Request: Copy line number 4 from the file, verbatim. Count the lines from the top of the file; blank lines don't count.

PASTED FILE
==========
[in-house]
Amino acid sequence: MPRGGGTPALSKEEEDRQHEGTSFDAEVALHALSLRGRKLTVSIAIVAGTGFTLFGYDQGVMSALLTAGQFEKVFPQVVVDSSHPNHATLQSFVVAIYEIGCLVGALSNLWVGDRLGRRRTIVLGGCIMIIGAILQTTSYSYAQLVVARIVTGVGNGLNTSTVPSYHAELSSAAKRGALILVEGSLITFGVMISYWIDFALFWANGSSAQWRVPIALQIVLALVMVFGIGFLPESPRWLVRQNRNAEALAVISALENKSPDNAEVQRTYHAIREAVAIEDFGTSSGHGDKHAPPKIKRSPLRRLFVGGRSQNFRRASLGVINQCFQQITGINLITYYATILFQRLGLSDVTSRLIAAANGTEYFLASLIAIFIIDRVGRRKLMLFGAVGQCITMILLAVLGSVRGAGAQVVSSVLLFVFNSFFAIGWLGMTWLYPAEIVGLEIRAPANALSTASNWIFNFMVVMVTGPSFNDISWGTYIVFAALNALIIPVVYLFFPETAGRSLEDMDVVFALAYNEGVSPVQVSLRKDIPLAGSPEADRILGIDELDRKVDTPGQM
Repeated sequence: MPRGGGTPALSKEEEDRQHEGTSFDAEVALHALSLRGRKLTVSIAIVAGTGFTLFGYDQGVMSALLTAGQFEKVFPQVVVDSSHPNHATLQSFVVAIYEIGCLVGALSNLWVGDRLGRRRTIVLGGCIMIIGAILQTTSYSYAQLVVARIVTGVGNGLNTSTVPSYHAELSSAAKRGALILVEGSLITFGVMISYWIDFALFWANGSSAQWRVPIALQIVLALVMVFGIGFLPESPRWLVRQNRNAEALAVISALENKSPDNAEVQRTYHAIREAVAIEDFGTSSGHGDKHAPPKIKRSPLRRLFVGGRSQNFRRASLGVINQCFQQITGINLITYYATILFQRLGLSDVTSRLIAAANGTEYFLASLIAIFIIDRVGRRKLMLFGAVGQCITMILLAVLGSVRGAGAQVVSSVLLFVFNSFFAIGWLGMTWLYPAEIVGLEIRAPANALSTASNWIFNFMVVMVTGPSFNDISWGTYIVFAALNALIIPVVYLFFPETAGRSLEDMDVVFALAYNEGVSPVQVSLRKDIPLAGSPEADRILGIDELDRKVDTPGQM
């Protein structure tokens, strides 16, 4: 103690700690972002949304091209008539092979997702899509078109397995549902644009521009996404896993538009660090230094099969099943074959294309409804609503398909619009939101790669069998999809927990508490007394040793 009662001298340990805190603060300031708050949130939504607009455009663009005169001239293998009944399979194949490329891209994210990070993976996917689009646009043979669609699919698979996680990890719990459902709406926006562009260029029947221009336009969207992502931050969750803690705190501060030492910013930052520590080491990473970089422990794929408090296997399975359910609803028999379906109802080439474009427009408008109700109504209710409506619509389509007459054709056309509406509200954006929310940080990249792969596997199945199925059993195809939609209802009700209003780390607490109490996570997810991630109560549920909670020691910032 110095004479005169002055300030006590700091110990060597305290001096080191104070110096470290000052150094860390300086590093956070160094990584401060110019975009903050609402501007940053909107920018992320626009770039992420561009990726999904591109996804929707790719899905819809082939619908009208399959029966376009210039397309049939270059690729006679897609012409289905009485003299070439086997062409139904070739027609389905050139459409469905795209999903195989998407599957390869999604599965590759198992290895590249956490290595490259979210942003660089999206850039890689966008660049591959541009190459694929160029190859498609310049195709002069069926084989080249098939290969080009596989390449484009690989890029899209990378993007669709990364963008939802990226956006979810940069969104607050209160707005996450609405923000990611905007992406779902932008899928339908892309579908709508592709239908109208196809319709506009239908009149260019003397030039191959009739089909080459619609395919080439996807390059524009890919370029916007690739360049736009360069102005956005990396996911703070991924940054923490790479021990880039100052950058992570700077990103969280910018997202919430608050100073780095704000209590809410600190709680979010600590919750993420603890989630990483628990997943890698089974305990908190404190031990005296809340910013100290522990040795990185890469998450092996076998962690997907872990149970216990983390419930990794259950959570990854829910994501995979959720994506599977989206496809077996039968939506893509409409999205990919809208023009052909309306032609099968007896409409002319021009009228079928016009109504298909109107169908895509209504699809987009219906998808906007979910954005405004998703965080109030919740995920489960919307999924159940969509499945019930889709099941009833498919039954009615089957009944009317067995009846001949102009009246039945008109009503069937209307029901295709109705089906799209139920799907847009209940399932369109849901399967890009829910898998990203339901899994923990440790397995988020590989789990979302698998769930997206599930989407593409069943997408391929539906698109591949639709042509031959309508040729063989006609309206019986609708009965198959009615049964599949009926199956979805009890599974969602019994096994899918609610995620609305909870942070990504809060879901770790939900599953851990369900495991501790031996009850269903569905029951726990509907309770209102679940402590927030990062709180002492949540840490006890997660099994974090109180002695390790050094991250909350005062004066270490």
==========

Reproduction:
């Protein structure tokens, strides 16, 4: 103690700690972002949304091209008539092979997702899509078109397995549902644009521009996404896993538009660090230094099969099943074959294309409804609503398909619009939101790669069998999809927990508490007394040793 009662001298340990805190603060300031708050949130939504607009455009663009005169001239293998009944399979194949490329891209994210990070993976996917689009646009043979669609699919698979996680990890719990459902709406926006562009260029029947221009336009969207992502931050969750803690705190501060030492910013930052520590080491990473970089422990794929408090296997399975359910609803028999379906109802080439474009427009408008109700109504209710409506619509389509007459054709056309509406509200954006929310940080990249792969596997199945199925059993195809939609209802009700209003780390607490109490996570997810991630109560549920909670020691910032 110095004479005169002055300030006590700091110990060597305290001096080191104070110096470290000052150094860390300086590093956070160094990584401060110019975009903050609402501007940053909107920018992320626009770039992420561009990726999904591109996804929707790719899905819809082939619908009208399959029966376009210039397309049939270059690729006679897609012409289905009485003299070439086997062409139904070739027609389905050139459409469905795209999903195989998407599957390869999604599965590759198992290895590249956490290595490259979210942003660089999206850039890689966008660049591959541009190459694929160029190859498609310049195709002069069926084989080249098939290969080009596989390449484009690989890029899209990378993007669709990364963008939802990226956006979810940069969104607050209160707005996450609405923000990611905007992406779902932008899928339908892309579908709508592709239908109208196809319709506009239908009149260019003397030039191959009739089909080459619609395919080439996807390059524009890919370029916007690739360049736009360069102005956005990396996911703070991924940054923490790479021990880039100052950058992570700077990103969280910018997202919430608050100073780095704000209590809410600190709680979010600590919750993420603890989630990483628990997943890698089974305990908190404190031990005296809340910013100290522990040795990185890469998450092996076998962690997907872990149970216990983390419930990794259950959570990854829910994501995979959720994506599977989206496809077996039968939506893509409409999205990919809208023009052909309306032609099968007896409409002319021009009228079928016009109504298909109107169908895509209504699809987009219906998808906007979910954005405004998703965080109030919740995920489960919307999924159940969509499945019930889709099941009833498919039954009615089957009944009317067995009846001949102009009246039945008109009503069937209307029901295709109705089906799209139920799907847009209940399932369109849901399967890009829910898998990203339901899994923990440790397995988020590989789990979302698998769930997206599930989407593409069943997408391929539906698109591949639709042509031959309508040729063989006609309206019986609708009965198959009615049964599949009926199956979805009890599974969602019994096994899918609610995620609305909870942070990504809060879901770790939900599953851990369900495991501790031996009850269903569905029951726990509907309770209102679940402590927030990062709180002492949540840490006890997660099994974090109180002695390790050094991250909350005062004066270490």